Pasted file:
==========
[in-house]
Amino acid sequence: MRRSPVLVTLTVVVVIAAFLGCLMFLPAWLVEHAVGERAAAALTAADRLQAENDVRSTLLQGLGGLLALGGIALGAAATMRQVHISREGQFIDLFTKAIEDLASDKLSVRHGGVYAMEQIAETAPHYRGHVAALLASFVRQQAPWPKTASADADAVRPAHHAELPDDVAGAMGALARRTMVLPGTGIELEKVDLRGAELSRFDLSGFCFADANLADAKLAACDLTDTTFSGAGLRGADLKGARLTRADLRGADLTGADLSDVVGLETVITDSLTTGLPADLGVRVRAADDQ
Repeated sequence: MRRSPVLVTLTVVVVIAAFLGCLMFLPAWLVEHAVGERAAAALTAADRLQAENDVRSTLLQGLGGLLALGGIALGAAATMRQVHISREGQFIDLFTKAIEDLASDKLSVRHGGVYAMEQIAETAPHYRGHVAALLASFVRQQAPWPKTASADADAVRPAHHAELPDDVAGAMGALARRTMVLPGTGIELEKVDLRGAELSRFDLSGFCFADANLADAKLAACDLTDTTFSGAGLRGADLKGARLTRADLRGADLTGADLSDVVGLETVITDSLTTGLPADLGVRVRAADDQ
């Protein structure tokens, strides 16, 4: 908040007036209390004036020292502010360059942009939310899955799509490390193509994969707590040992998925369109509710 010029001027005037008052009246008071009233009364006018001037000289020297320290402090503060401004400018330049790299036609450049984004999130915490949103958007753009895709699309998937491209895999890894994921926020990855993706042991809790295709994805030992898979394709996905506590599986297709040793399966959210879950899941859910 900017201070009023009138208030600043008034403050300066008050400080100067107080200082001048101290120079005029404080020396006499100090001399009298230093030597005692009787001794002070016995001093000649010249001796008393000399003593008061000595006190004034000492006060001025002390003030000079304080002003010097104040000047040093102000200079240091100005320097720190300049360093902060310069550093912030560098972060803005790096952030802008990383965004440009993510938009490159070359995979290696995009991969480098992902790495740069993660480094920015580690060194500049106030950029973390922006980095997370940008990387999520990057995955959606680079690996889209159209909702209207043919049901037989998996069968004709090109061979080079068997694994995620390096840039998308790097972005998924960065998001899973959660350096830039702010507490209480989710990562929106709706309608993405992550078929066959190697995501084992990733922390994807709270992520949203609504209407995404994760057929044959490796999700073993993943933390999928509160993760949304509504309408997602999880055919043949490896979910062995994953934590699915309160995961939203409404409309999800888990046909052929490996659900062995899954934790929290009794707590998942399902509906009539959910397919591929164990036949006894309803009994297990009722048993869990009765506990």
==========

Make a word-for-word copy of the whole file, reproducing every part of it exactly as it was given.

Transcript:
[in-house]
Amino acid sequence: MRRSPVLVTLTVVVVIAAFLGCLMFLPAWLVEHAVGERAAAALTAADRLQAENDVRSTLLQGLGGLLALGGIALGAAATMRQVHISREGQFIDLFTKAIEDLASDKLSVRHGGVYAMEQIAETAPHYRGHVAALLASFVRQQAPWPKTASADADAVRPAHHAELPDDVAGAMGALARRTMVLPGTGIELEKVDLRGAELSRFDLSGFCFADANLADAKLAACDLTDTTFSGAGLRGADLKGARLTRADLRGADLTGADLSDVVGLETVITDSLTTGLPADLGVRVRAADDQ
Repeated sequence: MRRSPVLVTLTVVVVIAAFLGCLMFLPAWLVEHAVGERAAAALTAADRLQAENDVRSTLLQGLGGLLALGGIALGAAATMRQVHISREGQFIDLFTKAIEDLASDKLSVRHGGVYAMEQIAETAPHYRGHVAALLASFVRQQAPWPKTASADADAVRPAHHAELPDDVAGAMGALARRTMVLPGTGIELEKVDLRGAELSRFDLSGFCFADANLADAKLAACDLTDTTFSGAGLRGADLKGARLTRADLRGADLTGADLSDVVGLETVITDSLTTGLPADLGVRVRAADDQ
């Protein structure tokens, strides 16, 4: 908040007036209390004036020292502010360059942009939310899955799509490390193509994969707590040992998925369109509710 010029001027005037008052009246008071009233009364006018001037000289020297320290402090503060401004400018330049790299036609450049984004999130915490949103958007753009895709699309998937491209895999890894994921926020990855993706042991809790295709994805030992898979394709996905506590599986297709040793399966959210879950899941859910 900017201070009023009138208030600043008034403050300066008050400080100067107080200082001048101290120079005029404080020396006499100090001399009298230093030597005692009787001794002070016995001093000649010249001796008393000399003593008061000595006190004034000492006060001025002390003030000079304080002003010097104040000047040093102000200079240091100005320097720190300049360093902060310069550093912030560098972060803005790096952030802008990383965004440009993510938009490159070359995979290696995009991969480098992902790495740069993660480094920015580690060194500049106030950029973390922006980095997370940008990387999520990057995955959606680079690996889209159209909702209207043919049901037989998996069968004709090109061979080079068997694994995620390096840039998308790097972005998924960065998001899973959660350096830039702010507490209480989710990562929106709706309608993405992550078929066959190697995501084992990733922390994807709270992520949203609504209407995404994760057929044959490796999700073993993943933390999928509160993760949304509504309408997602999880055919043949490896979910062995994953934590699915309160995961939203409404409309999800888990046909052929490996659900062995899954934790929290009794707590998942399902509906009539959910397919591929164990036949006894309803009994297990009722048993869990009765506990």